Hrumachis is sometimes called HU, ‘authority’ or ‘will’ in the Egyptian hieroglyphic texts. In some passages of the Book of Coming Forth into Light, Ra is said to divide himself into two parts, HU, Will, and SIA, Mind (Greek Nous).[5] These are Chokmah and Binah of the Qabalah. Kings of Egypt were ‘Sons of Ra’ (Horus) from at least the 2nd Dynasty onwards.

Hrumachis: Lord of the Equinox

The Sun’s entry into the sign of Aries signifies the spring equinox in the northern hemisphere. The full Moon after the equinox is in Libra, marking the first of the two balances of the year. The Sun’s entry into the sign of Aries signifies the spring equinox in the northern hemisphere. The full Moon following the equinox is in Libra, marking the first of the two balances of the year, the aker lion ‘gateways of light’ leading into and out of manifestation as referred to earlier. The head of the Sphinx of Egypt points towards the vernal equinox on the horizon while her tail marks the ‘fall’ or autumnal equinox. Thus, Hrumachis is Lord of all Aeons in time and space and that which is beyond them all.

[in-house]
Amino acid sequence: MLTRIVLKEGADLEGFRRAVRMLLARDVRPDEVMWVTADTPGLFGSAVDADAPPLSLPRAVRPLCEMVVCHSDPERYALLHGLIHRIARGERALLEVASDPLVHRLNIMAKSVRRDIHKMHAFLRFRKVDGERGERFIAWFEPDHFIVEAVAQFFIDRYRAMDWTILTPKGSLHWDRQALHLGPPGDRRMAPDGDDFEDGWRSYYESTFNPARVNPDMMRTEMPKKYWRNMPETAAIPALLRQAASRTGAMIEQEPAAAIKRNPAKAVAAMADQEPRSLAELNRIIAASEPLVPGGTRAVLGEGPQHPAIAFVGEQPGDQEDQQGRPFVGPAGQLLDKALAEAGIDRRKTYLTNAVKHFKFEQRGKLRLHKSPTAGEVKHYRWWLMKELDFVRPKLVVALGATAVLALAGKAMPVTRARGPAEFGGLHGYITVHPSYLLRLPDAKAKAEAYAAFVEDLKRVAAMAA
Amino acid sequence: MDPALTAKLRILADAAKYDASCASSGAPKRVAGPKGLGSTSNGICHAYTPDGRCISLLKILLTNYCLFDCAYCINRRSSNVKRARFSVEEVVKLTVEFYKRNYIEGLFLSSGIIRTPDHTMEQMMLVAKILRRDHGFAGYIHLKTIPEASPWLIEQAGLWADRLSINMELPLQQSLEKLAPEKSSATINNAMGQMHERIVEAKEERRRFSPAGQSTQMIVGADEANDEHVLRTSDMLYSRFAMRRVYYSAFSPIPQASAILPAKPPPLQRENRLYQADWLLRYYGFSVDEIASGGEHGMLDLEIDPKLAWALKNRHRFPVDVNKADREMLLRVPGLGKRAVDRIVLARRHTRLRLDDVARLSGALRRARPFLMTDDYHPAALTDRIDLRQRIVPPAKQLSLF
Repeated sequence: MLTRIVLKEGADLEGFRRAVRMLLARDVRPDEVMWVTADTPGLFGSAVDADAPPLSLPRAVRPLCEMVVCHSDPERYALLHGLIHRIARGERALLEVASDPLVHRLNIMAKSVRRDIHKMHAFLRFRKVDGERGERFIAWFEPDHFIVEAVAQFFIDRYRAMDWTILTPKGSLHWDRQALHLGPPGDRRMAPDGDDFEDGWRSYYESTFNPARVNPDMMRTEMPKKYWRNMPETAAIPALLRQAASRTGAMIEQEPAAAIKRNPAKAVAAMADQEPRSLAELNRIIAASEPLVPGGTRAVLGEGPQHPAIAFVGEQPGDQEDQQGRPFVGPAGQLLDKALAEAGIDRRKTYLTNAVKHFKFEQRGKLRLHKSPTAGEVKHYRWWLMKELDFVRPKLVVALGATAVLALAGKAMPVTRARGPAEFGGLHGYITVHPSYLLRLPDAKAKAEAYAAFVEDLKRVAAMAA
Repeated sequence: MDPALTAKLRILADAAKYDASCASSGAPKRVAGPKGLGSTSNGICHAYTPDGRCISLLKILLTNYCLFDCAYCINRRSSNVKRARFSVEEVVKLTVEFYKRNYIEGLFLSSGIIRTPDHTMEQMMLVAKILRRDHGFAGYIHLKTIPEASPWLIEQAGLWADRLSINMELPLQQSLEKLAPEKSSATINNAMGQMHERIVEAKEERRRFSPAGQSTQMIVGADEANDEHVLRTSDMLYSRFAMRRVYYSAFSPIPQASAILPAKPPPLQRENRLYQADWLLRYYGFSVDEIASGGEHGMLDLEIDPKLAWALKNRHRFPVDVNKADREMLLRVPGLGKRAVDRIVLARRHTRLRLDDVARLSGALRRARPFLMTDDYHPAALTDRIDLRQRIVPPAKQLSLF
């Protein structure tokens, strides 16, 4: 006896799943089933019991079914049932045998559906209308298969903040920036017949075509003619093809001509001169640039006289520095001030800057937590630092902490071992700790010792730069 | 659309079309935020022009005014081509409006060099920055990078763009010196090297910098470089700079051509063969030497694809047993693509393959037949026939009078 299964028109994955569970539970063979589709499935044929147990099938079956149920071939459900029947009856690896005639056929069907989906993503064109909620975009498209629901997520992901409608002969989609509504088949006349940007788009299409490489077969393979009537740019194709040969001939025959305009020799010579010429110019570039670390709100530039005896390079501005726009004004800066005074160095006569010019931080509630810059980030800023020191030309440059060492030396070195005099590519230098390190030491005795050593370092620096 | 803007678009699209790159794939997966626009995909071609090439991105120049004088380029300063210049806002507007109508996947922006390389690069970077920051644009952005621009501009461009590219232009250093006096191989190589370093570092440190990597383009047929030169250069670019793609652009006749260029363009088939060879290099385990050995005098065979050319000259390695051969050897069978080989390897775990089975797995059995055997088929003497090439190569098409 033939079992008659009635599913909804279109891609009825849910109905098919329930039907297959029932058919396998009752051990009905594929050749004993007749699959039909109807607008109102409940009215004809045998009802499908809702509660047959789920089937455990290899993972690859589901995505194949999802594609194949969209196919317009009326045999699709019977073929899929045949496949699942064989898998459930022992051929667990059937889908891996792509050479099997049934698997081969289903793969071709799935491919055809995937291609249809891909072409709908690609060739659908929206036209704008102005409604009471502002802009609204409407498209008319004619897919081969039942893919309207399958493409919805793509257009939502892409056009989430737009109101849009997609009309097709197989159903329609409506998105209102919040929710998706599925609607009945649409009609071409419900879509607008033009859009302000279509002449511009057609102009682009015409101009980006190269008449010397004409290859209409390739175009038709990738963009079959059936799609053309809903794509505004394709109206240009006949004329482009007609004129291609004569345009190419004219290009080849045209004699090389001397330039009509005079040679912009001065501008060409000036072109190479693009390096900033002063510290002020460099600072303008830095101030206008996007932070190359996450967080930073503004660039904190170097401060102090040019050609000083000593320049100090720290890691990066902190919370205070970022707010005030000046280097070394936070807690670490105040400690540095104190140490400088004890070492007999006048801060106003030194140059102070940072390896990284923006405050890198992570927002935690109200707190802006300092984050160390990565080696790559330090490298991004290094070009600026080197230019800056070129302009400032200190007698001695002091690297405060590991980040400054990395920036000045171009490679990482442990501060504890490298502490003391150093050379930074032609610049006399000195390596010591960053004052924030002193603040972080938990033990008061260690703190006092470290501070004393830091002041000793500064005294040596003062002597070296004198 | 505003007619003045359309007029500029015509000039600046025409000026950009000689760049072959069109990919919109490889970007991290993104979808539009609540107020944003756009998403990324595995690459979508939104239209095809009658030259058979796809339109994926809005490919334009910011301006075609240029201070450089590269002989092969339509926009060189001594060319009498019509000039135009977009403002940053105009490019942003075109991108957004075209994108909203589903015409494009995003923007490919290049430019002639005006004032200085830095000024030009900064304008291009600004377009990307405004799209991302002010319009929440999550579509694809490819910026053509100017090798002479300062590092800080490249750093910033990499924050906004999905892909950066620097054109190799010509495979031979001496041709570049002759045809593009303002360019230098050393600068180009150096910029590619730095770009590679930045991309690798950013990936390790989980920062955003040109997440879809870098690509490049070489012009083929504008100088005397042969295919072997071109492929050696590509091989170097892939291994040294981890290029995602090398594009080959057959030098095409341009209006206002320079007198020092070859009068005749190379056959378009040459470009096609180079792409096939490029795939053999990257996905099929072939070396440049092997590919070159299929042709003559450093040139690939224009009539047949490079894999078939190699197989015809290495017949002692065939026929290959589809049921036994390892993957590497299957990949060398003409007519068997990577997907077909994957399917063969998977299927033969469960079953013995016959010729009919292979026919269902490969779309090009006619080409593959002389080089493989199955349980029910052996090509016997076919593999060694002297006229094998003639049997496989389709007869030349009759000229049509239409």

Hrumachis: Holy King

The twenty-eighth path of Tzaddi connects Netzach, the sphere of Venus, with Yesod, the sphere of the Moon. The title of the path is the Active Intelligence, and it is called thus ‘for thence is created the spirit of every creature of the supreme orb, and the activity, that is to say, the motion, to which they are subject’.[6] The letter Tzaddi (fish hook) of this path is that of the holy king, specifically the fisher-king found in the lore of many traditions. This path is represented fairly by what is usually thought to be a ‘crook and flail’ carried by Egyptian kings; in fact, the ‘crook’ is more likely to be an early form of needle for weaving, while the ‘flail’ is an instrument for threshing grain. Thus we have weaving and gathering on the one hand, and separation and purgation on the other, these being comparable to the dual and complementary principles of Peace and Justice.